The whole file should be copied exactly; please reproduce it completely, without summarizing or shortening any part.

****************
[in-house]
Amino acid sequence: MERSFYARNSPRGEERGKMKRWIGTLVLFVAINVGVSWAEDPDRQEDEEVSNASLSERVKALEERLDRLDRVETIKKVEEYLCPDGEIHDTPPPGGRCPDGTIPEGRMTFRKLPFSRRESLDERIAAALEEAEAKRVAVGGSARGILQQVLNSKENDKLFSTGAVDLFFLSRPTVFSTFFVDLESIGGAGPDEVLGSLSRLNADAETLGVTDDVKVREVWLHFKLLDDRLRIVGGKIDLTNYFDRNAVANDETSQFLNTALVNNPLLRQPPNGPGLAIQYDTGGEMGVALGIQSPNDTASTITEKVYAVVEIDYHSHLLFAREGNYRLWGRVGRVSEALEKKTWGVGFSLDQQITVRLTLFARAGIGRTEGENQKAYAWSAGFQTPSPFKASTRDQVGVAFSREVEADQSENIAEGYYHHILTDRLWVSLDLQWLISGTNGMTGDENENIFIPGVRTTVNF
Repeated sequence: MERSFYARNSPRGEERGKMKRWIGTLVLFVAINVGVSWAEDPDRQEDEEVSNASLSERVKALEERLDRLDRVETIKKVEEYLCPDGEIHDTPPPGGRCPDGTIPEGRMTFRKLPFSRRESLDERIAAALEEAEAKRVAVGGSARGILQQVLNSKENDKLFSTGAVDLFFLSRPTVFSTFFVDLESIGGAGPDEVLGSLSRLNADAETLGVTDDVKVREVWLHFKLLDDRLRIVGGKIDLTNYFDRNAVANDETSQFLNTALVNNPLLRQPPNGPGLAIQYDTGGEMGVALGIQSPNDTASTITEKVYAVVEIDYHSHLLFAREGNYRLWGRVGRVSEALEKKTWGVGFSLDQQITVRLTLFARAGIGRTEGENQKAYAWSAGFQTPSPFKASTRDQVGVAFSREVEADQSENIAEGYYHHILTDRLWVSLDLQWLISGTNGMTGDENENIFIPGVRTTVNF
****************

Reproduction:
[in-house]
Amino acid sequence: MERSFYARNSPRGEERGKMKRWIGTLVLFVAINVGVSWAEDPDRQEDEEVSNASLSERVKALEERLDRLDRVETIKKVEEYLCPDGEIHDTPPPGGRCPDGTIPEGRMTFRKLPFSRRESLDERIAAALEEAEAKRVAVGGSARGILQQVLNSKENDKLFSTGAVDLFFLSRPTVFSTFFVDLESIGGAGPDEVLGSLSRLNADAETLGVTDDVKVREVWLHFKLLDDRLRIVGGKIDLTNYFDRNAVANDETSQFLNTALVNNPLLRQPPNGPGLAIQYDTGGEMGVALGIQSPNDTASTITEKVYAVVEIDYHSHLLFAREGNYRLWGRVGRVSEALEKKTWGVGFSLDQQITVRLTLFARAGIGRTEGENQKAYAWSAGFQTPSPFKASTRDQVGVAFSREVEADQSENIAEGYYHHILTDRLWVSLDLQWLISGTNGMTGDENENIFIPGVRTTVNF
Repeated sequence: MERSFYARNSPRGEERGKMKRWIGTLVLFVAINVGVSWAEDPDRQEDEEVSNASLSERVKALEERLDRLDRVETIKKVEEYLCPDGEIHDTPPPGGRCPDGTIPEGRMTFRKLPFSRRESLDERIAAALEEAEAKRVAVGGSARGILQQVLNSKENDKLFSTGAVDLFFLSRPTVFSTFFVDLESIGGAGPDEVLGSLSRLNADAETLGVTDDVKVREVWLHFKLLDDRLRIVGGKIDLTNYFDRNAVANDETSQFLNTALVNNPLLRQPPNGPGLAIQYDTGGEMGVALGIQSPNDTASTITEKVYAVVEIDYHSHLLFAREGNYRLWGRVGRVSEALEKKTWGVGFSLDQQITVRLTLFARAGIGRTEGENQKAYAWSAGFQTPSPFKASTRDQVGVAFSREVEADQSENIAEGYYHHILTDRLWVSLDLQWLISGTNGMTGDENENIFIPGVRTTVNF